Recording Studios

DaVinci Resolve: Learning the Interfaces

DaVinci Resolve is a very powerful open-source video editing program. Its strength lies in its segmented workflow, allowing the user to work on the project in stages from beginning to completion. The variety of different interfaces the program presents you with may be daunting and confusing at first, but it gives you different opportunities to change the interface to suit your needs. In this tutorial, I will show you the different interfaces for each “stage” of post-production; then I will demonstrate how to customize those given interfaces.

If you don’t already have DaVinci Resolve, you can download the program for free here.

The Basics
Media Menu

Screenshot of the Media Menu in DaVinci Resolve with File Explorer and Media Pool highlighted

The first stage of post-production is assembling your project files. In the file explorer, it is important to keep all of the files you plan to use in your project in the same directory. From that directory, you can import you files by right-clicking and selecting “Add Into Media Pool” or by dragging it into the media pool (the bottom panel). You can also drag your files from the Windows File Explorer to the Media Pool. In the middle-center of the interface is the preview panel, where you can preview a file before importing it. On the right side is an audio panel, which provides equalizer and waveform representations of audio levels, and the metadata panel, which includes embedded information about the file.

Cut Menu

Screenshot of the Cut Menu in DaVinci Resolve

The Cut Menu is an interesting addition to the editing process. While you are able to cut your clips in the next menu (the edit menu), the cut menu has a specific view that allows you to focus in on a specific spot you want to cut. This is set up like an old school film cutting machine where the cutting line is fixed in the center and the clip is moved from left to right. This view is best suited for trimming down your clips to the length you want them to be before moving onto more complicated edits.

Edit Menu

Screenshot of Edit Menu in DaVinci Resolve, with Media Pool and Timeline highlighted

The Edit Menu is the menu that is most similar to other video editing programs. The interface has multiple audio and video tracks, and more can be added by right-clicking. By default, the timeline is on the bottom, the timeline preview is on top, and the media library is to the left.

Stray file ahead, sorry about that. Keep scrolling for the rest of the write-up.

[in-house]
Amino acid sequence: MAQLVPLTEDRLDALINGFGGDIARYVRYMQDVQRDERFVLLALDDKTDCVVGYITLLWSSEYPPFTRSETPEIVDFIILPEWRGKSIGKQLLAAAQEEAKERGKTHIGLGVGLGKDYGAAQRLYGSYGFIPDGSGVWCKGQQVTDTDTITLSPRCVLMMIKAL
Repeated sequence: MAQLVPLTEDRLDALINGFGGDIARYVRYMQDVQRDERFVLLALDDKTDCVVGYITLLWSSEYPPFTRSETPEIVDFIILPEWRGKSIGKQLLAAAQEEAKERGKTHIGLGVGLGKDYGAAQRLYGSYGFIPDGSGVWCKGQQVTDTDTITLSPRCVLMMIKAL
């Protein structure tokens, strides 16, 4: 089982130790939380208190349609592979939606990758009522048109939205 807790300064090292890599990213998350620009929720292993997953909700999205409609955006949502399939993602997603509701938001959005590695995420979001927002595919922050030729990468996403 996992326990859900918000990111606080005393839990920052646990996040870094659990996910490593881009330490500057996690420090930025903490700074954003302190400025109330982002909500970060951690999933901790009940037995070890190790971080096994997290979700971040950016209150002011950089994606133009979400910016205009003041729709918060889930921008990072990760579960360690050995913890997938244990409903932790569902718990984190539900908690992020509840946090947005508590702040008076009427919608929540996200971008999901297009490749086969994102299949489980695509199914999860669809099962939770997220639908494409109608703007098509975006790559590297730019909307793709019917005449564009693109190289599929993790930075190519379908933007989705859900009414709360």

Fusion Menu

Screenshot of Fusion Menu in DaVinci Resolve with Nodes highlighted

Fusion is Resolve’s interpretation of compositing and effects in the post-production process. In many video editing suites, the composites and effects would be applied directly to the timeline. Here, it’s on its own menu with its own interface and workflow to apply effects. The effects are applied by creating a chart with lines that connect to the in and out video points of the clip. You can add bubbles, called Nodes, to the chain of effects that represent text, noise, and other image transformations. Since this process may be unfamiliar to many, the Recording Studios has a video tutorial that explains how to use Fusion in more detail.

Color Menu

Screenshot of the Color Menu in DaVinci Resolve with Color Settings and Nodes highlighted

Like the Fusion Menu, the Color Menu also has a chart-and-node-based interface for applying effects. In this menu, the nodes panel is in the right side of the window by default instead of the bottom of the window. The bottom panel on the Color Menu contains several effects related to color correction, including wheels that tweak the values of different light and dark parts of the image, and a center channel that can be changed between multiple different menus, including color curves, windows, and qualifiers. There is a video tutorial on how to use the Color Menu.

Fairlight Menu

Screenshot of the Fairlight Menu in DaVinci Resolve with Track Volumes, Timeline, and Mixers highlighted

The Fairlight Menu is an in-depth sound mixing interface. At the top of the interface is a row of equalizer bars that displays up to 39 audio tracks at once, as well as control room and loudness levels. The bottom half of the interface displays a timeline of all the audio tracks so they can be trimmed and edited, and the right side of the interface has mixers for the output audio.

Deliver Menu

Screenshot of Deliver Menu in DaVinci Resolve with Export Settings and Timeline highlighted

Deliver is the final stage of post-production, in which you select the settings that best optimize the project for export to a video file. It provides a timeline view to make any last minute changes to the project, as well as a view above that of all the clips that you have added to the timeline. You can click on any of these clips and it will take you to the part of the timeline where that clip is located. On the left side of the Deliver Menu is the export settings. You can choose from a number of different presets that fit commonly used website formats, or make a custom choice of the format, resolution, and directory. After selecting those, you add the project to the render queue on the right side of the window, then select “render all” to start exporting your projects.